When land is undisturbed, rain and snow melt and flow into waterways, are filtered by earth or absorbed by vegetation. Any time you add roads and buildings, which have impermeable surfaces, to an area of undeveloped land, it reduces natural absorption in the areas they are built and can increase the speed at which water runs off the property into streams and storm sewers. As areas become more densely developed, it is important to manage stormwater, because without appropriate management water can build up where it is unwanted or overrun controls and waterways. It’s a problem that’s compounded by the increase in severe storms driven by changing climate.
Local counties and municipalities are responding to the increased urgency for improved stormwater management by imposing more substantial requirements on developers and builders. There are limits on the amount of impermeable surface that can be included on a lot or community (in the form of roofs, lead walks, patios, driveways, and the like), and often communities or lots require stormwater management in the form of ponds, rain gardens or rain planters.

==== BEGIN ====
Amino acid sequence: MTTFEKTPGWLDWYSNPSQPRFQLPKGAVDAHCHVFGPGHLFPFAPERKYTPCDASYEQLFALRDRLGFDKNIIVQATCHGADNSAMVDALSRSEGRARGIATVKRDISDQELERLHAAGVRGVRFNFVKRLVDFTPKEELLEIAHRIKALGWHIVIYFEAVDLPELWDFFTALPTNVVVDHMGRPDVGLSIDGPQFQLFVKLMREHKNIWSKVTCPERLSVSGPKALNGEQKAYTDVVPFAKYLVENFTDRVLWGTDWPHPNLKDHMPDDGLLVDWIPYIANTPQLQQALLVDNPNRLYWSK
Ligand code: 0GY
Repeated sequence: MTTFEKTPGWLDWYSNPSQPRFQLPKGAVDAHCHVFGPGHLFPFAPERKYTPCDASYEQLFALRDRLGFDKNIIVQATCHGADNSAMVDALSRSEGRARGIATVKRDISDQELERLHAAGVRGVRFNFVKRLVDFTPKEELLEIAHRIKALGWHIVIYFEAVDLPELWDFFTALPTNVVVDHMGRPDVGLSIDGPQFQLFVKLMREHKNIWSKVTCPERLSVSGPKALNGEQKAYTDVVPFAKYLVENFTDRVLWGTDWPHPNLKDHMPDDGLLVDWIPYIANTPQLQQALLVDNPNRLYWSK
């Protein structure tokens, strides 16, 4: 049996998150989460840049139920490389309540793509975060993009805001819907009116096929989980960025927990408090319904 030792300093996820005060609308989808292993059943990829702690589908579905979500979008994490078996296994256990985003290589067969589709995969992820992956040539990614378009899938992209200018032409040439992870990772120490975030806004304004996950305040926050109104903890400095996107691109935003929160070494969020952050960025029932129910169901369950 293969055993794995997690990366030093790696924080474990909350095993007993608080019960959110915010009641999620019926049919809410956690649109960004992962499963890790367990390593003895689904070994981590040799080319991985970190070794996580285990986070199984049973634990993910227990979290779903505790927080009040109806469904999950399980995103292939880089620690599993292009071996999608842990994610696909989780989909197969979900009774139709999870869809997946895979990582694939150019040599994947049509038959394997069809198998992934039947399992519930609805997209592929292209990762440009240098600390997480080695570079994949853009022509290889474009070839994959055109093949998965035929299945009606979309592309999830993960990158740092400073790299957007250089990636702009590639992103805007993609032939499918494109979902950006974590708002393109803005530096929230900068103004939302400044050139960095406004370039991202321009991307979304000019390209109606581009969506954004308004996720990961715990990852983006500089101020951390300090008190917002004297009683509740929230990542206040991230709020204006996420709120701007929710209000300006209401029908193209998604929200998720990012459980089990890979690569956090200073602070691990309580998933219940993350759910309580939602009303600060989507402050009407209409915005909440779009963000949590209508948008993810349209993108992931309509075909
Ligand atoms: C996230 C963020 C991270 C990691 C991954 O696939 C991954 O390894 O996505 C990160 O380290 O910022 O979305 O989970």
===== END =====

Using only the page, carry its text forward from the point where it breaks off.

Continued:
A stormwater management pond is typically built to serve an entire community. It effectively is a large gravel pit, which is eventually covered over with grass, that provides an underground area for stormwater to gather and allow it to filter more slowly into the ground water or waterways. In dry weather, some stormwater management ponds look like grassland or low meadows with wildflowers. A rain garden is a smaller version of the same concept, usually added to a single lot as an underground repository for rainwater or snowmelt.
These management systems can make a big impact on reducing the speed at which water runs off, thereby “spreading it out” so it flows more slowly into waterways, which can then handle the water as they would naturally.
About Gulick Group, Inc.: Established in 1987, Reston-based Gulick Group has developed communities throughout Fairfax and Loudoun Counties, including One Cameron Place and Newport Shores in Reston, The Reserve in McLean, Autumn Wood, Grovemont, and the three Riverbend Communities in Great Falls, Red Cedar West in Leesburg, and Wild Meadow in Ashburn.